Who owns sports coverage?

The New York Times has an interesting article on the tension between sports leagues and media organizations, an issue that Techdirt has been covering for a while. The Times article begins by focusing on blogging and amateur journalism, but then tries to get to the core problem:

At the heart of the issue, which people on both sides alternately describe as a commercial dispute and a First Amendment fight, is a simple question: Who owns sports coverage?

The question isn’t that simple, yet the answer is much, much simpler than their question implies.

The question: who can own sports coverage?

The answer: Nobody.

It’s very simple. These sports leagues use copyright to claim their ownership, yet you can’t copyright a fact. Sports coverage is the reporting of facts. Copyright applies to the reporting (e.g. a particular article, particular video footage), but it does not apply to the facts (i.e. what actually happened in the game, who did what and what the outcome was, the scores, the statistics, etc).

The sports leagues can decide who they give press passes to and set whatever requirements they wish. To this extent, sure, a sports game is a “private event” as Frank Hawkins, senior vice president of business affairs at the N.F.L., claims. But sports leagues have no legal leg to stand on to restrict the presentation of factual information obtained from attending or observing a game. They have no basis in copyright law to tell an audience member what he or she can or cannot blog about, or what video of the game he or she can or cannot share. Mike Masnick from Techdirt writes,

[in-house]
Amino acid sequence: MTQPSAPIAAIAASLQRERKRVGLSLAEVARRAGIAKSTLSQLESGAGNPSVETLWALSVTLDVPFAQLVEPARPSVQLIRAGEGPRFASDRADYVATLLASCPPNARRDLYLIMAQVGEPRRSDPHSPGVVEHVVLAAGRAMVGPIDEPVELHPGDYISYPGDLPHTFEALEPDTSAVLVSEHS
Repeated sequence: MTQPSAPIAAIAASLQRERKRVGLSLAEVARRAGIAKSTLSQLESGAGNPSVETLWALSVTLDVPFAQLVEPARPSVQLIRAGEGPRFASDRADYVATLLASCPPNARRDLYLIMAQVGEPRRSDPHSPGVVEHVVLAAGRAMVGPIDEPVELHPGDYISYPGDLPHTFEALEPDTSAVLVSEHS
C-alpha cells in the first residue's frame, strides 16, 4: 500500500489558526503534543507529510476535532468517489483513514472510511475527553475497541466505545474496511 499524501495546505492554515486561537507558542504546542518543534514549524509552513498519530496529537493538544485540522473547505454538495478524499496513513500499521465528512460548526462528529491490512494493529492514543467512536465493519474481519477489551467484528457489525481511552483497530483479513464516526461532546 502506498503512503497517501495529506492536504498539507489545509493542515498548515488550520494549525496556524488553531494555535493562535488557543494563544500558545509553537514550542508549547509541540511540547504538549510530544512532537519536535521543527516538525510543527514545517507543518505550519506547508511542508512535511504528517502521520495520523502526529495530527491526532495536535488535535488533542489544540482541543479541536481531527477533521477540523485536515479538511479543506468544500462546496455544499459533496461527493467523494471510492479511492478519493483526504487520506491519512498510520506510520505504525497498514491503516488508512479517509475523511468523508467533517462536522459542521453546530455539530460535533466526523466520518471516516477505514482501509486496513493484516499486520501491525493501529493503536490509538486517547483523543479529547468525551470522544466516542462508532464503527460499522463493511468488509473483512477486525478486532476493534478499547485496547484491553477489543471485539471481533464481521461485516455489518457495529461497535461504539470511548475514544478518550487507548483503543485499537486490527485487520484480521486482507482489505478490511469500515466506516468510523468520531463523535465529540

If the media refused to take press passes and reported on the team in other ways (including buying tickets to the game for reporters) then it could report however it wanted — just with a lot less access. But if all the major media started boycotting the terms of access this way, you can bet that MLB and the NFL would back down quickly.

More importantly though, why are we, as a society, so obsessed with the ownership of ideas, and even facts? How is this promoting progress? Additional coverage of sporting events by any form of media just draws more attention to the events and to the league anyways! Why are they so afraid of it? What is there to be afraid of?

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